A Little Bouquet of April Poetry II
Home-thoughts, from Abroad
O, to be in England
Now that April 's there,
And whoever wakes in England
Sees, some morning, unaware,
That the lowest boughs and the brushwood sheaf
Round the elm-tree bole are in tiny leaf,
While the chaffinch sings on the orchard bough
And after April, when May follows,
And the whitethroat builds, and all the swallows!
Hark, where my blossom'd pear-tree in the hedge
Leans to the field and scatters on the clover
Blossoms and dewdrops—at the bent spray's edge—
That 's the wise thrush; he sings each song twice over,
Lest you should think he never could recapture
The first fine careless rapture!
And though the fields look rough with hoary dew,
All will be gay when noontide wakes anew
The buttercups, the little children's dower
—Far brighter than this gaudy melon-flower!
Robert Browning (1812-1889)
The Oxford Book of Victorian Verse (1913) # 207
ed. Arthur Quiller-Couch
Inviting the Influence of a Young Lady Upon the Opening Year
You wear the morning like your dress
And are with mastery crown'd;
When as you walk your loveliness
Goes shining all around:
Upon your secret, smiling way
Such new contents were found,
The Dancing Loves made holiday
On that delightful ground.
Then summon April forth, and send
Commandment through the flowers;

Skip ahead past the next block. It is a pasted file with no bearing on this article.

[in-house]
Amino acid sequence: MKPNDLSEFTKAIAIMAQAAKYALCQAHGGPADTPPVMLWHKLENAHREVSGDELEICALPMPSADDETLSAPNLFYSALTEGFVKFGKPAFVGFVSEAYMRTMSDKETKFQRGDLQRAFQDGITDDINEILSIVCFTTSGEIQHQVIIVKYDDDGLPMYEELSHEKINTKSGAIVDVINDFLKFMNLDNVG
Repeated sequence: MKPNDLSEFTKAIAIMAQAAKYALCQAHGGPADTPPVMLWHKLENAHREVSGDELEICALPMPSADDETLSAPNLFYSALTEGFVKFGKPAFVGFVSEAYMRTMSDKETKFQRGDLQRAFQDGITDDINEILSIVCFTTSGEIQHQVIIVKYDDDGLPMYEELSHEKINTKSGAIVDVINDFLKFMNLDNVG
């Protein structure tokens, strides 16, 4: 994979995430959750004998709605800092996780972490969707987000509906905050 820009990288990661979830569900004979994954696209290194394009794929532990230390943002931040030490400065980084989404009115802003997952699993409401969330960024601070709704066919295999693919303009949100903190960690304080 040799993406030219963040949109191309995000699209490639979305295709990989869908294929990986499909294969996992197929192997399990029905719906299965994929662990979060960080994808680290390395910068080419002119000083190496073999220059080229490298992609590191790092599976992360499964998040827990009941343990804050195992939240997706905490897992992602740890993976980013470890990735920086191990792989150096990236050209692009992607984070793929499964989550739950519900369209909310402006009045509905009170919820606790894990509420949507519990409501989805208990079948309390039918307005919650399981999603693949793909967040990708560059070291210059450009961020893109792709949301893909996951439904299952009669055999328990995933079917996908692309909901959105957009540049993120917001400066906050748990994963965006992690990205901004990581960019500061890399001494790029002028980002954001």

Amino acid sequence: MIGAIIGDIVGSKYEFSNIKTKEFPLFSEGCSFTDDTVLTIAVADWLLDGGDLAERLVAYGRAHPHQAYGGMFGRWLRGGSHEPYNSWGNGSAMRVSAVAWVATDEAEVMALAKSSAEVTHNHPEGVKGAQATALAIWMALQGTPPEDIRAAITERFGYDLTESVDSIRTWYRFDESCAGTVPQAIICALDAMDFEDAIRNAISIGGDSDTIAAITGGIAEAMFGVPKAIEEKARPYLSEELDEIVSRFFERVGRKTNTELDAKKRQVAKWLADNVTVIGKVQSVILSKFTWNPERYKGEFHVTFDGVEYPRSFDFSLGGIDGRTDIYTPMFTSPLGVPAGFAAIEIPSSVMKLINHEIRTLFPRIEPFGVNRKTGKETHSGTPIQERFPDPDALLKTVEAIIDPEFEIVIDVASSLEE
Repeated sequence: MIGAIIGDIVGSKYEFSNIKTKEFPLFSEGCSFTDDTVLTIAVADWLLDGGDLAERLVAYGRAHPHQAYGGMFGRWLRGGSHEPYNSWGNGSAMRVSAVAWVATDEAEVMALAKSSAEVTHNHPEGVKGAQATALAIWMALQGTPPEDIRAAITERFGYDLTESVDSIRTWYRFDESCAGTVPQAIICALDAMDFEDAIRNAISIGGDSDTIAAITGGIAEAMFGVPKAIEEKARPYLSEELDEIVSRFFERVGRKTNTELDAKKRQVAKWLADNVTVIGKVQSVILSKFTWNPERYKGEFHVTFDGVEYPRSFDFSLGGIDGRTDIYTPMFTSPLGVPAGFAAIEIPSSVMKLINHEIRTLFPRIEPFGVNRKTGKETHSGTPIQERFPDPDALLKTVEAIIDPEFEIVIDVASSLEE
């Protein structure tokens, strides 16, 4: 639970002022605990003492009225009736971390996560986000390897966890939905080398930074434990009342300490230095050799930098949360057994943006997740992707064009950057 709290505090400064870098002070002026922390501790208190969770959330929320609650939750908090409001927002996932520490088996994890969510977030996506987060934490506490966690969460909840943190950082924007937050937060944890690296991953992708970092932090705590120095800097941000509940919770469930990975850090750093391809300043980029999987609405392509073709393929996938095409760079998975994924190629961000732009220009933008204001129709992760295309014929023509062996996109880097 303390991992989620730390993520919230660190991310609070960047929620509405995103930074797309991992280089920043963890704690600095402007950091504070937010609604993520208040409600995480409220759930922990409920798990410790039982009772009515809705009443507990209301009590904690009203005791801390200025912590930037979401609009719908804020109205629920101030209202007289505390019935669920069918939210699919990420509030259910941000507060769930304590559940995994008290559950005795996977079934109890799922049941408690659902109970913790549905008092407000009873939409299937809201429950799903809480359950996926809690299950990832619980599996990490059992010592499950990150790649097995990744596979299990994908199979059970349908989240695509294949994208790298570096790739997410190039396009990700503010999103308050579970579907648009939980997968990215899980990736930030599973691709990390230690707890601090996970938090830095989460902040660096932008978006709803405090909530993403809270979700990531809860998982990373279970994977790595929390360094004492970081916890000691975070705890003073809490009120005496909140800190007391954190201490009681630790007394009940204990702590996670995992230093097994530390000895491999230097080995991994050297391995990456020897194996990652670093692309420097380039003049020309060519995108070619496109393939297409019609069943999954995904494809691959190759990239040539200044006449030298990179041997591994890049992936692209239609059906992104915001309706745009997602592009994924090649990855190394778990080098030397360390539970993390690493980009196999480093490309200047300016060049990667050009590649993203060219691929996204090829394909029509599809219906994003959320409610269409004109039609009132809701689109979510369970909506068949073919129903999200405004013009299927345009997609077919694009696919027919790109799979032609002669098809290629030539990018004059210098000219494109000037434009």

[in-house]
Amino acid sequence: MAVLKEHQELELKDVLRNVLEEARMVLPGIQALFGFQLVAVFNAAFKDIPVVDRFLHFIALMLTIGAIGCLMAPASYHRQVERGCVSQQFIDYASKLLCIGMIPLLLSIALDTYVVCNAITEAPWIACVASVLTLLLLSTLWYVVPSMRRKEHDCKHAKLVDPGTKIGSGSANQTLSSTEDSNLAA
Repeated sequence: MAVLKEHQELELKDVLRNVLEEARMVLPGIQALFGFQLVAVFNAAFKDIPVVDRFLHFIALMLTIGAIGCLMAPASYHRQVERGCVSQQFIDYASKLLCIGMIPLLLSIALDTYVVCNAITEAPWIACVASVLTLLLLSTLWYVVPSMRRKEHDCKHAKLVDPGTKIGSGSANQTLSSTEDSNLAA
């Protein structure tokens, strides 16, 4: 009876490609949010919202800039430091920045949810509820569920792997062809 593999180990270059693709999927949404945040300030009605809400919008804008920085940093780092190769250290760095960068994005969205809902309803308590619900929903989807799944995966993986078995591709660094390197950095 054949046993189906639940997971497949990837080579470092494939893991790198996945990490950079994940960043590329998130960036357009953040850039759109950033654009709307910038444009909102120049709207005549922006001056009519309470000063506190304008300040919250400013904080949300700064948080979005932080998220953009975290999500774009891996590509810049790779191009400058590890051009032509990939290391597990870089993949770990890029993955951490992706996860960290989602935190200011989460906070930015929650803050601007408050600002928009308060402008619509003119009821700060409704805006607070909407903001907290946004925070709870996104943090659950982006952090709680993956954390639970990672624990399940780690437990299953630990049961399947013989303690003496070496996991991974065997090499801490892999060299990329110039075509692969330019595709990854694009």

About our woods your grace extend,
A queen of careless hours.
For O! not Vera veil'd in rain,
Nor Dian's sacred Ring,
With all her royal nymphs in train
Could so lead on the Spring.
Hilaire Belloc (1870-1953)
The Oxford Book of English Verse (1939) # 924
ed. Arthur Quiller-Couch
On a Nightingale in April
The yellow moon is a dancing phantom
Down secret ways of the flowing shade;
And the waveless stream has a murmuring whisper
Where the alders wave.
Not a breath, not a sigh, save the slow stream's whisper:
Only the moon is a dancing blade
That leads a host of the Crescent warriors
To a phantom raid.
Out of the Lands of Faerie a summons,
A long, strange cry that thrills thro' the glade:
The grey-green glooms of the elm are stirring,
Last heard, white music, under the olives
Where once Theocritus sang and play'd
Thy Thracian song is the old new wonder
O moon-white maid!
William Sharp (1856-1902)
OBVV # 576
Laugh thy girlish laughter;
Then, the moment after,
Weep thy girlish tears!
April, that mine ears
Like a lover greetest,
If I tell thee, sweetest,
All my hopes and fears,
Laugh thy golden laughter,
But, the moment after,
Weep thy golden tears!
Sir William Watson (1858-1935)
OBEV # 870
See also A Little Bouquet of April Poetry.
Lane Core Jr. CIW P Thu. 04/01/04 05:52:17 AM
Categorized as Literary.